If there’s one thing that clogs March’s arteries like a double andouille sausage chili and a six-pack of Budweiser, it’s the constant barrage of NCAA March Madness inspired tournaments and brackets. In like a lion, out like a bracket busted by a 13-seed, I guess.
Don’t get me wrong - I spend a lot of time over late March and early April pouring over brackets and tournaments and pairings of all kinds. Cory Myers put together a fun one recently, though he forgot Pickle Barrel so it might as well be a scratch all the way through. I even toyed with grabbing local beer celebrities and creating a 32-beer field that would be pared down to the utter best, except that it would take a lot of work and - not sure if you noticed - I already had a VERY GRUELLING SAN DIEGO VACATION PLANNED.
That trip wasn’t easy. You try writing two beer columns and attending a web conference with those distractions within earshot. I DARE YOU.
Though I didn’t end up doing my beer tournament, I’m here to let you know you’re not at a loss. Every brewery and beer publication in the world is currently putting the finishing touches on their beer tournament, from localized to national, themed to completely random. A few worth noting:
The Washington Post created a Beer Madness tournament in their Food section - one of the best Food sections in the country, in fact - focusing on local beers. This is the way to do it, and though I haven’t tried ANY of the beers in the tournament, this format appealed to me the most.
The Liquor Store & Wine Loft of Jackson Hole does a good job of creating an IPA-only bracket that features both national beers distributed in Jackson and local beers. So far, the local beers are even with nationals, though I’ll say now that if Grand Teton Brewing’s Lost Continent doesn’t win, then the Jackson Hole area doesn’t deserve to have its own breweries anymore.
Today - the Matt Lauer-led morning show that no one likes anymore - created their own Malt Madness, which pitted the top 16 seeds in the NCAA tournament against each other based on the nearest craft brewery and highest-rated brewery beer. I don’t fully understand how this bracket was set up, but one of my favorite small breweries - Dark Horse (creators of the pretty great Crooked Tree IPA, representing Michigan State) - made it to the finals, only to lose to a brewery called Funky Buddha. So. There you go.
SB Nation also created a tournament that paired breweries with real NCAA Tournament teams. Yet, like any Cool Internet Beer Critics, they call New Belgium overrated, discount anything from Minnesota and somehow claim Bell’s for both Michigan AND Michigan State without even MENTIONING Crow Peak for SDSU. I cannot complain with the final winner (Michigan State, despite the dual claim for Michigan) but I can dispute the fact that California won over San Diego State for Russian River alone, despite San Diego being beer crazy. And, hey, did I mention that I was just in San Diego? IT’S VERY WARM THERE.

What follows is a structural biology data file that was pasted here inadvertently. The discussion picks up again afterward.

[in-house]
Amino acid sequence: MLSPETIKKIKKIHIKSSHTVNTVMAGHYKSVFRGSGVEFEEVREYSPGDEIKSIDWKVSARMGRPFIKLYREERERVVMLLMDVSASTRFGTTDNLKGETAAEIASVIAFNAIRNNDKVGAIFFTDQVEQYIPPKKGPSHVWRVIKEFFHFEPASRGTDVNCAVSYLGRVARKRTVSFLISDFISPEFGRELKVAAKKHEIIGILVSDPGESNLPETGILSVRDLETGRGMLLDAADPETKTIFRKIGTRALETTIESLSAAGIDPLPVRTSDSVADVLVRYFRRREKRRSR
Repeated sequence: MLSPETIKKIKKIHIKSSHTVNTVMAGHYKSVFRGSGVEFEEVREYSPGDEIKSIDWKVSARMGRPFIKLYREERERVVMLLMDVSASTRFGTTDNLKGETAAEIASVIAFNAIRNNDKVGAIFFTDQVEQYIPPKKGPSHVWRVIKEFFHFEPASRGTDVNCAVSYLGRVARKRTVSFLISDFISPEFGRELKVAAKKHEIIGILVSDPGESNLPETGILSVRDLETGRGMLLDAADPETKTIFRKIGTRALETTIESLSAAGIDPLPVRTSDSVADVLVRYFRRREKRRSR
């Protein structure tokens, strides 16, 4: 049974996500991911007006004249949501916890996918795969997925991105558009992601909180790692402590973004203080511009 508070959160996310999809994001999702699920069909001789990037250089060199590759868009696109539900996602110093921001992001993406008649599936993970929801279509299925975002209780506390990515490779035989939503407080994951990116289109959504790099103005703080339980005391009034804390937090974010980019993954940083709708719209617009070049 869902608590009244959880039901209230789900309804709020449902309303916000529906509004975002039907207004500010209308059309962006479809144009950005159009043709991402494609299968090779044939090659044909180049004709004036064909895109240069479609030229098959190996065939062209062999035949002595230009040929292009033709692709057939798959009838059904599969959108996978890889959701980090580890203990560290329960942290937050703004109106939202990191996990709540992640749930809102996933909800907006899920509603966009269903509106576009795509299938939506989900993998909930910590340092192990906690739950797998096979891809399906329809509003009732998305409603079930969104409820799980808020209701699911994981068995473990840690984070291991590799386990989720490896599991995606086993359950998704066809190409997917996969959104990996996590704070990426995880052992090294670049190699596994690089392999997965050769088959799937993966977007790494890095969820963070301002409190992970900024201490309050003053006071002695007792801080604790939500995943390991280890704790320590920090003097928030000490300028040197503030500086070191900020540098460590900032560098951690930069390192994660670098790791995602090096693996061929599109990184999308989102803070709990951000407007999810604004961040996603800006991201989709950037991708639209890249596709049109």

All that being said, I’d like to present my personal eight-seed Beer Tournament. Since no one is a bigger fan boy than I am, the rules are simple: we’ll watch the eight most popular Schell’s and Schell’s-bottled beers battle in a fight to the death to crown the Schell’s Fanboy Beer of the Year. (Seeds based on number of reviews on BeerAdvocate, which is probably more scientific than most of the brackets you’ll find.)
1. Schell’s Firebrick vs. 8. Schell’s Hopfenmalz I’ve always had a love/hate relationship with Firebrick - as a Vienna Lager fan, I should like it, but something has always been off for me. In other news, Hopfenmalz is hoppy and wonderful, so this is a pretty easy battle. Winner: Hopfenmalz.
4. Schell’s Oktoberfest vs. 5. Grain Belt Nordeast In what seems like an easy matchup - craft vs. adjunct! - we’ll grab our second upset of the tournament, as Nordeast pushes ahead against Schell’s Oktoberfest, a beer that’s often too sweet for its own good. Winner: Nordeast.
2. Grain Belt Premium vs. 7. Schell’s Schmaltz Alt I love Schmaltz Alt. But I can’t let the perfect lawnmowing beer - and my favorite adjunct in the history of adjuncts - come away with a loss. Winner: Grain Belt.
3. Schell’s Pils vs. 6. Schell’s Dark Not sure I’ve ever had more than one Pils, and I certainly can’t remember what it tastes like. On the other hand, Schell’s does all it can to force Dark down our throats as one of the additions to the Schell’s Sampler six-pack. Familiarity wins, I guess. Winner: Schell’s Dark.
5. Grain Belt Nordeast vs. 8. Schell’s Hopfenmalz Unlike the next semi-final, which pits two so-so beers against each other, this pairing features two of my favorite beers - a dark cheap beer that defines summer versus the 150th anniversary beer that helped me realize my love affair with Schell’s. In the end, nostalgia beats accessibility, and Nordeast goes down at the hands of a beer few have ever heard of. Winner: Schell’s Hopfenmalz.
2. Grain Belt Premium vs. 6. Schell’s Dark Seriously. Schell’s Dark only won the last battle by nature of it’s constant presence in the six-pack samplers. Now, it’s fighting a battle it never had a chance of winning. Grain Belt is college, to me, and that essence wins over random six-pack inclusion. Winner: Grain Belt.
2. Grain Belt Premium vs. 8. Schell’s Hopfenmalz The only thing that pushed Schell’s Hopfenmalz this far is that Schell’s Bock is only the 11th most reviewed beer on BeerAdvocate. Also: there’s no way Grain Belt could win this battle. Was there any doubt from the beginning who would win?
Your Schell’s Champion: Schell’s Hopfenmalz!